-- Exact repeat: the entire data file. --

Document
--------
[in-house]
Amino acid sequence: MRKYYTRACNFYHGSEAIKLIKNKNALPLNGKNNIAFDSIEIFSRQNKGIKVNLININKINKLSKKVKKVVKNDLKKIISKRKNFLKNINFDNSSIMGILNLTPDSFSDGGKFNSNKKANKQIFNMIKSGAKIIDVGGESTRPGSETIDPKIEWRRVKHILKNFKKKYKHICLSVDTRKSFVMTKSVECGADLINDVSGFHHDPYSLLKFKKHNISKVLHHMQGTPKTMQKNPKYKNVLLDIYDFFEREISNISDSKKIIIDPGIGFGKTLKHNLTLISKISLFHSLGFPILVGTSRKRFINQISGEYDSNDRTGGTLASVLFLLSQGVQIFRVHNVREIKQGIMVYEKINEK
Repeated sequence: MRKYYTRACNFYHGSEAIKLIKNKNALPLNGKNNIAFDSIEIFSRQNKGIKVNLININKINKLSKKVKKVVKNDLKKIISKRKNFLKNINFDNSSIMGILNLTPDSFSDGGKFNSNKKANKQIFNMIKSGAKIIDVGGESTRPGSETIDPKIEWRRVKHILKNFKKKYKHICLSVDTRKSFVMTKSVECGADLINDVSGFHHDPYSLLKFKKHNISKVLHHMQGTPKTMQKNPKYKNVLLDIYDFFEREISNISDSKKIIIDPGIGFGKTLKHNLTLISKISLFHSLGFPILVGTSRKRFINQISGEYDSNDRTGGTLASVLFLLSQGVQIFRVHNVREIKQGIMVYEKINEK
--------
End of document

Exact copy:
[in-house]
Amino acid sequence: MRKYYTRACNFYHGSEAIKLIKNKNALPLNGKNNIAFDSIEIFSRQNKGIKVNLININKINKLSKKVKKVVKNDLKKIISKRKNFLKNINFDNSSIMGILNLTPDSFSDGGKFNSNKKANKQIFNMIKSGAKIIDVGGESTRPGSETIDPKIEWRRVKHILKNFKKKYKHICLSVDTRKSFVMTKSVECGADLINDVSGFHHDPYSLLKFKKHNISKVLHHMQGTPKTMQKNPKYKNVLLDIYDFFEREISNISDSKKIIIDPGIGFGKTLKHNLTLISKISLFHSLGFPILVGTSRKRFINQISGEYDSNDRTGGTLASVLFLLSQGVQIFRVHNVREIKQGIMVYEKINEK
Repeated sequence: MRKYYTRACNFYHGSEAIKLIKNKNALPLNGKNNIAFDSIEIFSRQNKGIKVNLININKINKLSKKVKKVVKNDLKKIISKRKNFLKNINFDNSSIMGILNLTPDSFSDGGKFNSNKKANKQIFNMIKSGAKIIDVGGESTRPGSETIDPKIEWRRVKHILKNFKKKYKHICLSVDTRKSFVMTKSVECGADLINDVSGFHHDPYSLLKFKKHNISKVLHHMQGTPKTMQKNPKYKNVLLDIYDFFEREISNISDSKKIIIDPGIGFGKTLKHNLTLISKISLFHSLGFPILVGTSRKRFINQISGEYDSNDRTGGTLASVLFLLSQGVQIFRVHNVREIKQGIMVYEKINEK